So therefore the old spring has been dubbed the ? smooching pond.? God has a way of fixing everything, if we only trust, believe, and see the good in all things. All that we have here on earth will vanish, or become smothered and clogged by a bunch of roots. We can drown in despair, or we can raise our voices up to the heavens and thank God that He is the God of second chances and do-over?s.


But, do not be deluded, there are two do-over?s that I know for sure will not happen, one is life. We only get an allotted amount of days here on this beautiful earth. We only have one chance to get living right. And, when it?s your time to pass on, and you?re standing by the pearly gates waiting for your name to be called, you will not get a do-over if your name is not written in the Book of Life. You will not be given another chance to come back to earth and do-over your decision to follow Christ.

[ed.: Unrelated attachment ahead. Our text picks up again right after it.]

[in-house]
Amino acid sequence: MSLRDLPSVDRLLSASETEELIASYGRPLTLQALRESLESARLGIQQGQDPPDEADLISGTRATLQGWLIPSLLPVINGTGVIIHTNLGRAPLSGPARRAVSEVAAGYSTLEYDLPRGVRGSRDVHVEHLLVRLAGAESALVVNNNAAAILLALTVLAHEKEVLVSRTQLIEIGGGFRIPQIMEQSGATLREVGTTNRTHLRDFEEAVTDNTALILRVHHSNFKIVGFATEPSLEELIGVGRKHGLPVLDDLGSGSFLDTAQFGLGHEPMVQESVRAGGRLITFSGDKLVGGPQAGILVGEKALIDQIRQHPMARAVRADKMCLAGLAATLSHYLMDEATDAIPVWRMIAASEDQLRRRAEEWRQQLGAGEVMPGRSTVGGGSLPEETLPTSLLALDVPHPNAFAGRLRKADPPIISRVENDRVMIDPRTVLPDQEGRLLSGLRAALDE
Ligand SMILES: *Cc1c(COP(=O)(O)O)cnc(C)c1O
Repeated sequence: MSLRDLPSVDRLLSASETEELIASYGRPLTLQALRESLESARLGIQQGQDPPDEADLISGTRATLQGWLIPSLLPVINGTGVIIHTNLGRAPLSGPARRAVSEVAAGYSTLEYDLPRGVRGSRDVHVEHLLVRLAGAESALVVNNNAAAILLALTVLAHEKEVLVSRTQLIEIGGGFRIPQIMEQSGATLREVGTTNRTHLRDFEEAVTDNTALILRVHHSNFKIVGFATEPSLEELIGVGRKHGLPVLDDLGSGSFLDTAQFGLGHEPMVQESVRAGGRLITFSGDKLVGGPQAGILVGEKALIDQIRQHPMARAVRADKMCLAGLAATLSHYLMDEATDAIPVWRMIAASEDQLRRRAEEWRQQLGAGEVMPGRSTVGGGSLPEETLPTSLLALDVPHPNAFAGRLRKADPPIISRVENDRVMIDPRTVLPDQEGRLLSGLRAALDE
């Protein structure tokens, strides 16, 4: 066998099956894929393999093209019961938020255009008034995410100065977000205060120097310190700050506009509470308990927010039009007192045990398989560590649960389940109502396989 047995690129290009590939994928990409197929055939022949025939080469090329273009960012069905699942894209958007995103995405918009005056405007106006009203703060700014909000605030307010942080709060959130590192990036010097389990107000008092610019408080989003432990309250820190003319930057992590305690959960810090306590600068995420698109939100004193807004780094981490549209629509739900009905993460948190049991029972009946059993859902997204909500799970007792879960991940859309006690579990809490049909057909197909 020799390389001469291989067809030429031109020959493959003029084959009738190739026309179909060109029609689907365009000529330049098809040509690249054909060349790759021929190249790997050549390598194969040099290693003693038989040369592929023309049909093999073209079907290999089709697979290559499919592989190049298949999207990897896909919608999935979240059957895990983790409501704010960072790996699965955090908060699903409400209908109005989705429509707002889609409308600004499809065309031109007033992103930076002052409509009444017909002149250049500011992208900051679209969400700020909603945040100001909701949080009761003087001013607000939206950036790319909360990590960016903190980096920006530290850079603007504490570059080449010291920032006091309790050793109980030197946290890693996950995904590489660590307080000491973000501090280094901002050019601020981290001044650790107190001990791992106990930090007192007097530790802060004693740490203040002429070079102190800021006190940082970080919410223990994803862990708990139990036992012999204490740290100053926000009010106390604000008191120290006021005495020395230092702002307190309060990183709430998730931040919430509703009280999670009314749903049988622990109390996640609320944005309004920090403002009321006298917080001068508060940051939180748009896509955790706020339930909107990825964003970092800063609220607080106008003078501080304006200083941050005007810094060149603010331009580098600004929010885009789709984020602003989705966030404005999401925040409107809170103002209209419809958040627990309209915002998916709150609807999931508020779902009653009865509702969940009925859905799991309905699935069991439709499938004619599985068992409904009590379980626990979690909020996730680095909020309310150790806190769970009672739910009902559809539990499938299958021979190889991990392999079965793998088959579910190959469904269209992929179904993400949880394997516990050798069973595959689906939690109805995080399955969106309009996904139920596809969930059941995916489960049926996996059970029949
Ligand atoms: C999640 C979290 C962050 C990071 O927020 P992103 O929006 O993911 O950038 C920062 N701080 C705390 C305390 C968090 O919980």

I beg you, don?t put off making the most important decision of your life. Secure your eternity by making sure Jesus knows your name. God Bless you all.



But he shall say, I tell you, I know you not whence ye are: depart from me?


{ 1 comment… read it below or add one }

Patti Chulick October 9, 2014 at 9:42 am


I love this post. You are right. You could have just given up. I wonder. Was your husband’s idea an inspiration? I would like to think so. I’m like that. Your special spot has a new life . Thanks for sharing this post. I know; I can relate to it, looking back on things.